Thinking Creatively About Art
Visitors to the Handwerker Gallery in Ithaca, New York, encountered an unusual piece in its 2017 summer exhibit that got its start at Lebanon Valley College.
Matt Baczewski ’14, who is pursuing his master’s in fine arts in image text at Ithaca College, created the work, titled “A Declaration.” He started the project during an independent study as an English literature major at The Valley. “A Declaration” began with a reworking of the text of both the Declaration of Independence and the U.S. Constitution.
“I reordered the existing words based on word count to create a new document that contained the same words and quantity of words, then assigned numerical values to them based on their appearance in the new document,” he explained. “I then assigned a tone to each number and created a musical score, which I then realized through Musical Instrument Digital Interface (MIDI) instrumentation [a way to connect devices that make and control sound—such as synthesizers, samplers, and computers—so that they can communicate with each other]. Afterwards, I followed the same process with Marx and Engel's Communist Manifesto and played the two together.”
Baczewski, an English literature graduate, credits the influence of Dr. Robert Machado, professor of English.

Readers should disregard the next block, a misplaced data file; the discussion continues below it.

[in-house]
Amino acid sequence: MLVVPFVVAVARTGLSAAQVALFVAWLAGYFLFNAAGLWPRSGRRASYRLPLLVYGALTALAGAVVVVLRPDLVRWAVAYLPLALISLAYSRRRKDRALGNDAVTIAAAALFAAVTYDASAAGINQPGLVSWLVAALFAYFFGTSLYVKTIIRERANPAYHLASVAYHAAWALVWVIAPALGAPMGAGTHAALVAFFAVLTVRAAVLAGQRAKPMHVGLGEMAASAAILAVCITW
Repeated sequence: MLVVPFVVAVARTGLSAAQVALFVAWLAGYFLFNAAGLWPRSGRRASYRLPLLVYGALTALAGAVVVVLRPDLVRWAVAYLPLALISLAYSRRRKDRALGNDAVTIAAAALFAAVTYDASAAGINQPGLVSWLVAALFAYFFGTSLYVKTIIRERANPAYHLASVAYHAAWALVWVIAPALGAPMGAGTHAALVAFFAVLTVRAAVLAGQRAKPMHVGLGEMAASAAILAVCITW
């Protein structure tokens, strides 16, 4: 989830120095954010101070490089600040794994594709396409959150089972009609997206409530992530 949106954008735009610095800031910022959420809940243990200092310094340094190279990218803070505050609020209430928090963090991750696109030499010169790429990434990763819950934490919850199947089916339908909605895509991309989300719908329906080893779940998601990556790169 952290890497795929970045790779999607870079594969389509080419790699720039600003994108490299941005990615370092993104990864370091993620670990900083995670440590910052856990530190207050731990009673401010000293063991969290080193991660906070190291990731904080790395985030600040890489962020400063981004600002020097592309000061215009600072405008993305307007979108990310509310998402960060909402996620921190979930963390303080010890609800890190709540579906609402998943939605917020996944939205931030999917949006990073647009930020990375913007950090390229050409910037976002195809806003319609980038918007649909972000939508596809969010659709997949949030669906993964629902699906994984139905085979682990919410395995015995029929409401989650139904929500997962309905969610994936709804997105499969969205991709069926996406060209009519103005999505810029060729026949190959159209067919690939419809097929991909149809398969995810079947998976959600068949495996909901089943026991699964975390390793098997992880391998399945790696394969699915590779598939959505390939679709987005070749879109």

“He invests a lot of time with his students, even after the semester ends, and pushed me to think critically about aesthetics beyond the artwork and to develop and embrace my own creative voice,” Baczewski said.
“A Declaration” is one of many experiences Baczewski has enjoyed in his graduate work. He also traveled to Mexico City and spent a week meeting with local artists, writers, and arts organizations. He and his fellow students visited Aeromoto, which provides independently published, small run, and art books and periodicals to all community members based on a library membership model.
“Many of these books would be extremely hard or impossible to access any other way, so it's a great way to get these books in more hands,” he said.
Baczewski’s time at graduate school has inspired him to envision a future where art is part of every community.
“I’d love to be involved with or start an organization that helps people create and distribute unconventional art, focusing on community involvement and making art practices available to all community members,” he said. “That seems to me to be an important outlet for creativity and discussion.”